The Personality of Elle
Elle is a French girl who was brought up by an aristocratic family. Her mother, addicted to spiritual and religious activities, did not serve to be a good mother to her. The same was true to his father who was paying more attention to reading books and extension of power. Hence, she grew up as a “headstrong girl” with means to get what she wants. See and react to things she just wanted to. She used sex and books as her escape to reality and thus giving her dreams uniquely hers. She enumerated her desires to be: “mild intoxicants, good sex, witty conversation, cheap printed books, and front seat at public executions.”
Sex outside marriage was known as a sin but giving to lust and earthly desire, they still do it with promises of penance, confessions and indulgence. Yet, in spite of not having married, Elle had many lovers through out the story. It can also be observed that it was not really sex she was fond to. It may also be the desire to have a man on her feet because of her beauty. Or, in another perspective, she may also want to be the cause of men’s weakness.
Some of her lovers mentioned in the story were Richard, a tennis player. He was weak and easy to seduce. He has been in love with Elle since she was 13 but Elle made the first move and seduce him until the two have given in their lustful desires. Another one was the priest and a messenger of his father. He was way too old for Elle but she regarded him good for having a penis a size of a “sparrow” and for loving her well in bed. She also was related to the hunter in the remote island she took refuge into. He taught him some things about bears which may be the means of Elle of acquiring the violent ability of bears or even transforming into a bear. 
Elle’s discovery of faith was not brought about by promising experiences but rather experiences that can be seen better off. However, her faith and epiphany could have been different, perhaps, narrower if experienced differently. Her discovery of faith by being in between the clash or “exchange of corpses” of Old and New World, through her exile and witnessing the same fate to another woman, and knowing the brutal fate of M. Cartier, caused her the deepest understanding of colonization and both party’s resistance of treating each other human.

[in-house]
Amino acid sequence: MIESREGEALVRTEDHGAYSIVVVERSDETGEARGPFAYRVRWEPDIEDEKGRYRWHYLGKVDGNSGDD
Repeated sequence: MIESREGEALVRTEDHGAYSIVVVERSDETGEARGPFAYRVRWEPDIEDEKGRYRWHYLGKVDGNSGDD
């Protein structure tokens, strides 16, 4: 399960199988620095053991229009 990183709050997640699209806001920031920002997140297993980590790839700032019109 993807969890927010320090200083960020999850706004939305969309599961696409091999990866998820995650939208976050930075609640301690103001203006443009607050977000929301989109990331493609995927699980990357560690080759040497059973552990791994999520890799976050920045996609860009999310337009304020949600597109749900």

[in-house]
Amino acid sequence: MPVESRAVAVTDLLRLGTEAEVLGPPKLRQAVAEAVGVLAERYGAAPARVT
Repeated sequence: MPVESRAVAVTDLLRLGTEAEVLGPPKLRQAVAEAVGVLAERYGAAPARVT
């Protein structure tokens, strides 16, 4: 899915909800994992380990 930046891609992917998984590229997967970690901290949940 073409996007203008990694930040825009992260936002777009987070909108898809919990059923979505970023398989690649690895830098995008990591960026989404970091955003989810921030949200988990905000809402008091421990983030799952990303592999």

The Vision of Canada
These experiences of the character brought the readers, including me, to have more sympathy and deeper vision on Canada. The violence, deaths and degradation experienced by the native people in the hands of the European colonists. On the other hand, however, the colonizers such as Cartier also experienced a brutal fate. Hence, this novel, I think is contempt of the inhumane results of colonization. Canada is only one of the many countries that have experienced this vision.
Perhaps all countries that have been attempted to be colonized launched some resistance forces. Each paid their part of violence and brutality in ancient history. However, these events served a deeper purpose to increase social contacts, expansion of trade and prosperity, and maximization of use of natural resources. Yet, as we can see it the modern times, such values, events, and themes may still be applicable. There is still an evident gender inequality, violence, scandals of religion until these times. Hence, such conflicts may also be addressed through rediscovering faith and understanding and paying respect with each other.